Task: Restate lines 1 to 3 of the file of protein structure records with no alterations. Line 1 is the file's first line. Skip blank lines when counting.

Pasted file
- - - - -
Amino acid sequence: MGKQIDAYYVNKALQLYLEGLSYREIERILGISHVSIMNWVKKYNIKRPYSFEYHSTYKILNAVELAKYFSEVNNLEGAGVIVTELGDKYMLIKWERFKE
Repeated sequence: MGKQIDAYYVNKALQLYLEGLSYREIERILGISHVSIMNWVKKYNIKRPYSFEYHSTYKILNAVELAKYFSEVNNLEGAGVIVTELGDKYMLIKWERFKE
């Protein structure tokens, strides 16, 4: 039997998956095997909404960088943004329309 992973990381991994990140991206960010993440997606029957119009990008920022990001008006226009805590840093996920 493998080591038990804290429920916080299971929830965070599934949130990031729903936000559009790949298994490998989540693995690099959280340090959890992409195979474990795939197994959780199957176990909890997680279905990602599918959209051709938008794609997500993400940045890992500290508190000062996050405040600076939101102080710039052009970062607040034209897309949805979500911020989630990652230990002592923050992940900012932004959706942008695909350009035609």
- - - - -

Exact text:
Amino acid sequence: MGKQIDAYYVNKALQLYLEGLSYREIERILGISHVSIMNWVKKYNIKRPYSFEYHSTYKILNAVELAKYFSEVNNLEGAGVIVTELGDKYMLIKWERFKE
Repeated sequence: MGKQIDAYYVNKALQLYLEGLSYREIERILGISHVSIMNWVKKYNIKRPYSFEYHSTYKILNAVELAKYFSEVNNLEGAGVIVTELGDKYMLIKWERFKE
């Protein structure tokens, strides 16, 4: 039997998956095997909404960088943004329309 992973990381991994990140991206960010993440997606029957119009990008920022990001008006226009805590840093996920 493998080591038990804290429920916080299971929830965070599934949130990031729903936000559009790949298994490998989540693995690099959280340090959890992409195979474990795939197994959780199957176990909890997680279905990602599918959209051709938008794609997500993400940045890992500290508190000062996050405040600076939101102080710039052009970062607040034209897309949805979500911020989630990652230990002592923050992940900012932004959706942008695909350009035609």